Parkinson's Could Potentially Be Detected by an Eye Test - Dream Health

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Saturday, 3 September 2016

Parkinson's Could Potentially Be Detected by an Eye Test


Eye spotting to help Parkinson’s patients

Scientists have found out a new way of spotting changes in the eye which could detect Parkinson’s disease before its symptoms actually show. Scientists from University College London also called UCL state that their initial animal study could direct to a low cost and methods which do not involve the introduction of instrument in the body to detect the disease. 1 out of every 500 people is affected by Parkinson’s and stands second among the most neurodegenerative disease in the world.

The research was welcomed by the charity Parkinson’s UK and was looked upon as a significant step. The scientists ran tests on rats and examined them. What they found was that there were some alterations visible to them at the back of their eye prior to the occurrence of the visible symptoms. The research was led by Professor Francesca Cordeiro who is a professor of Retinal and Glaucoma Neurodegeneration Studies.

She said that the study was a theoretically innovative leap forward in the primary diagnosis and dealing of one of the most incapacitating diseases in the world. These tests suggest that the researchers can be able to intercede way in advance and treat people more effectively suffering from this overwhelming disease. The symptoms of Parkinson’s disease are stiff muscles, slow motor movements, a condensed quality of living and tremors.

It is only after the brain cells of the person having Parkinson’s are damaged, that one could see these symptoms. However so far there has not been any sort of blood tests or scanning of brain that could ultimately diagnose the disease. Parkinson’s does not straight away lead to the death of the person, but over time there is chance that the symptoms could worsen.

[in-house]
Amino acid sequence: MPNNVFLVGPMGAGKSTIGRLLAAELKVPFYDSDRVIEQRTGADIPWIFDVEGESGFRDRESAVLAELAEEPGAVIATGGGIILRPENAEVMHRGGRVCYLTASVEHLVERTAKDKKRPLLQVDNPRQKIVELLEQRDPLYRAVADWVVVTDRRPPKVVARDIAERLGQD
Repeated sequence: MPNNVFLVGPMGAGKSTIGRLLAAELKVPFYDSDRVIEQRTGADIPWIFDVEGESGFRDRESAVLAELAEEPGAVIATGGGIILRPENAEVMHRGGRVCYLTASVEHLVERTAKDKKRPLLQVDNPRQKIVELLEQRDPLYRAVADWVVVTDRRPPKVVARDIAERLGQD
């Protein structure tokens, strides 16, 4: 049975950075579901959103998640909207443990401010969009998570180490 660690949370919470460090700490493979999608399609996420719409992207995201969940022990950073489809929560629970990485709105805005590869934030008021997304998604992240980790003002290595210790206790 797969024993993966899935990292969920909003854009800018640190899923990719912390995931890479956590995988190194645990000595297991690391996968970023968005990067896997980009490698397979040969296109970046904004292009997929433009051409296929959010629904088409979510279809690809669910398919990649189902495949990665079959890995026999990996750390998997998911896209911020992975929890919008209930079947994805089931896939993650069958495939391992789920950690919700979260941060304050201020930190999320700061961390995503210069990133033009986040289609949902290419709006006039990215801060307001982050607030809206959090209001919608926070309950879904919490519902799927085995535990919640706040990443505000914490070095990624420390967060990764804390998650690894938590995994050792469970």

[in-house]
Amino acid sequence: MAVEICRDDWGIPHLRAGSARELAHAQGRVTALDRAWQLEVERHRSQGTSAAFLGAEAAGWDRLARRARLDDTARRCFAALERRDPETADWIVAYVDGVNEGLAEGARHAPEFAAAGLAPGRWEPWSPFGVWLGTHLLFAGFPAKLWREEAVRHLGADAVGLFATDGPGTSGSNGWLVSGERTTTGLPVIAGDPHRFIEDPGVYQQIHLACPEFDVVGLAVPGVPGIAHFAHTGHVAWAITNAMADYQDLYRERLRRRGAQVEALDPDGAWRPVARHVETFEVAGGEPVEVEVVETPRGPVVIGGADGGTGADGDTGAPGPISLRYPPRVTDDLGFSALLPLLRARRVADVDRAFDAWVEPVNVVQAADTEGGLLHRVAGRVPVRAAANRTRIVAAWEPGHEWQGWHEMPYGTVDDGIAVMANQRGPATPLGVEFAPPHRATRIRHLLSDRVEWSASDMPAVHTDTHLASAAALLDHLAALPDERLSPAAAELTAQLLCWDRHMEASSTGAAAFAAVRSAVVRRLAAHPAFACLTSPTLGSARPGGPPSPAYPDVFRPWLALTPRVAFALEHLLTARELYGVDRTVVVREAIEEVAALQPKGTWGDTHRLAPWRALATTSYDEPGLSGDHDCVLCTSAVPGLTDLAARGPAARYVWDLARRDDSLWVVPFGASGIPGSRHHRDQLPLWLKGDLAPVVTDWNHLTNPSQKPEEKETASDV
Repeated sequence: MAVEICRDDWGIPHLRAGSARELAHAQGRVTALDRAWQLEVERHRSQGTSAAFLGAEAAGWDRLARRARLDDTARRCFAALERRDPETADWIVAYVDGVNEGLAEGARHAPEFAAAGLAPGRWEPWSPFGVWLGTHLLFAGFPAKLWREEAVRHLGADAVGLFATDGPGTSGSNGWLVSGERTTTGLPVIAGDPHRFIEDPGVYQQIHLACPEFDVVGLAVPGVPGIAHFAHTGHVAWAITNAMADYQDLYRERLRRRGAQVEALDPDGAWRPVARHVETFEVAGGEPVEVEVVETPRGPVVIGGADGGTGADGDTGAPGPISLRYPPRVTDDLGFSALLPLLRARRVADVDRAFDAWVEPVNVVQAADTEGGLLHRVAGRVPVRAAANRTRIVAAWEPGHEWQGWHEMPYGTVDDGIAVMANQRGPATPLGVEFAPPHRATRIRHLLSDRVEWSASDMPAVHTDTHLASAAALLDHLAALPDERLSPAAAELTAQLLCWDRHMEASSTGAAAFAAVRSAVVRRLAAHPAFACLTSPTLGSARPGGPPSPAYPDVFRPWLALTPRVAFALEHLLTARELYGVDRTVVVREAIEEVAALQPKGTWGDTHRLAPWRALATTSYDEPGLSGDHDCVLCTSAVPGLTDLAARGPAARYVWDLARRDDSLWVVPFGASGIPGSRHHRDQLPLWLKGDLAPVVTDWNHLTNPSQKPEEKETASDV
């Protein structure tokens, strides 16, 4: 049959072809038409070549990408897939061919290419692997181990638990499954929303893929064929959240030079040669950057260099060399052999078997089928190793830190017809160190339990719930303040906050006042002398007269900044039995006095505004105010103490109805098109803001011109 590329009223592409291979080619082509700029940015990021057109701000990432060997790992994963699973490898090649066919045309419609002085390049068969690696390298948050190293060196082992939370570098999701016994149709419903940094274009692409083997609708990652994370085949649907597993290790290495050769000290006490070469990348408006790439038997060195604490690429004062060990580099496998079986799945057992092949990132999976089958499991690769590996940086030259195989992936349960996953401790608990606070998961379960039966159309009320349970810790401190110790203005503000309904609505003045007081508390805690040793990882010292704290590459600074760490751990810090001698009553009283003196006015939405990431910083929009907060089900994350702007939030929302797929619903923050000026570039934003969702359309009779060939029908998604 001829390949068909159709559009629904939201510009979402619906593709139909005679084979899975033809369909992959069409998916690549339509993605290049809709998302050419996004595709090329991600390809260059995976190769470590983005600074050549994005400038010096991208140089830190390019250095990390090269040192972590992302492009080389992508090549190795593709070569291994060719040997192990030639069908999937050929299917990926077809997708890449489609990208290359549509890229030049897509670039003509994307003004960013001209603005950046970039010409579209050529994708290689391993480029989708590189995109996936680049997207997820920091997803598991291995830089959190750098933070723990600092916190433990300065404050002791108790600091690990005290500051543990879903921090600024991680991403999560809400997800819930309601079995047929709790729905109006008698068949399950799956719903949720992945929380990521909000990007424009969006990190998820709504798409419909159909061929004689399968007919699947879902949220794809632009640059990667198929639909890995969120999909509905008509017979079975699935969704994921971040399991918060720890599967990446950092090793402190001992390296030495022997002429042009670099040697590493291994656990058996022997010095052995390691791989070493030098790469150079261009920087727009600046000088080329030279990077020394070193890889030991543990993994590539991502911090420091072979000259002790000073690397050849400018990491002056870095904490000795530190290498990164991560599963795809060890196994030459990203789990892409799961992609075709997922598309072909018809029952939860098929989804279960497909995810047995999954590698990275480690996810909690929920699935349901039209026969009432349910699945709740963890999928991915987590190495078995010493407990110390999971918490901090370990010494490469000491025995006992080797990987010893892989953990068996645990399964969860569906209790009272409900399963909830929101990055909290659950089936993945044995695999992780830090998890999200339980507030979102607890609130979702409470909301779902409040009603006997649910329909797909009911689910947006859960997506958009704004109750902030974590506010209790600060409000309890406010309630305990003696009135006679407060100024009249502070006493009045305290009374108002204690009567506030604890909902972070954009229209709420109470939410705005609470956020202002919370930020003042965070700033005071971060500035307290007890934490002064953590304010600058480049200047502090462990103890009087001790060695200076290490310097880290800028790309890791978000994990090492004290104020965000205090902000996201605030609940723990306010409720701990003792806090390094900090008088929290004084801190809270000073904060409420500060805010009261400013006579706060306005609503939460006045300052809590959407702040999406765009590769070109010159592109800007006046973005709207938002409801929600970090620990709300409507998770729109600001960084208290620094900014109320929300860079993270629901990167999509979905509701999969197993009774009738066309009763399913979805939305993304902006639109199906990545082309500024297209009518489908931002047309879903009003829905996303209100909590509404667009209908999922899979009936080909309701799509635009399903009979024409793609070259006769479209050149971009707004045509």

Well known sufferers

  • Famous boxer Mohammad Ali passed away at the age of 74, more than ten years after the brain disease evolved. Though the condition he suffered from did not take away his life, Ali died subsequent complications related to a chest infection. It was only of most the debatable challenge he had to face. 
  • Famous actor Michael J Fox was another victim of the disease. In 1998 he revealed that he found in 1981 that he had Parkinson’s. In order to battle with it he decided to take a step back from his career in acting. 
  • In 2013 Billy Connolly had developed the initial symptoms of Parkinson’s for which he is getting suitable treatment. 
  • The first man to complete a mile run in four minutes, Sir Roger Bannister, detected with Parkinson’s disease in 2011 at the age of 82. He being a neurologist said he realised he had troubles with walking.

'Urgent need'

The director of research Dr Arthur Roach, at the charity Parkinson’s UK stated that there was critical need for not too complicated and a precise way of finding the condition, especially when the person is in its early stages. He added that even though the study is in its early stages and is yet waited for human trial, a simple test like on the eyes can prove to be a leap ahead for finding of cures that could help confront the fundamental causes of the disease rather than hiding its symptoms.

Dr Roach also brought to light that the same charity was financially backing similar studies which are trying to figure out the bio markers for Parkinson’s, which are weighed changes observed in the people having this condition. He described that having the bio marker for the disease would be of great help as it could help us diagnose Parkinson’s in an earlier stage, when patients are liable to benefit from the new found treatments directed at slowing down the progression.

The team at UCL made use of medical instruments that the doctors have already used and mention that this new latent method could also be used to observe how the people react to the given treatment. The researchers treated their testing animals with a freshly formulated form of an anti-diabetic medicine for which they found that surprisingly, the drug led to less damage of cells.

They also mention that, that was one more area they would be very interested to work around on in case of human trials. Acta Neuropathologica Communications has published this study of the researchers. Dr Eduardo Normando who is a Consultant Ophthalmologist at the Western Eye Hospital and UCL said that the discoveries made have the capacity to lay boundaries and also get rid of the suffering for many patients if the condition could be diagnosed in early stages and is treated with the new creation.

The proof they have strong implies that they have a chance to mediate well in advance and successfully treat the patients with the help of reasonably priced imaging system. This new technology founded by the team is patented by the research commercialisation company UCL Business at UCL

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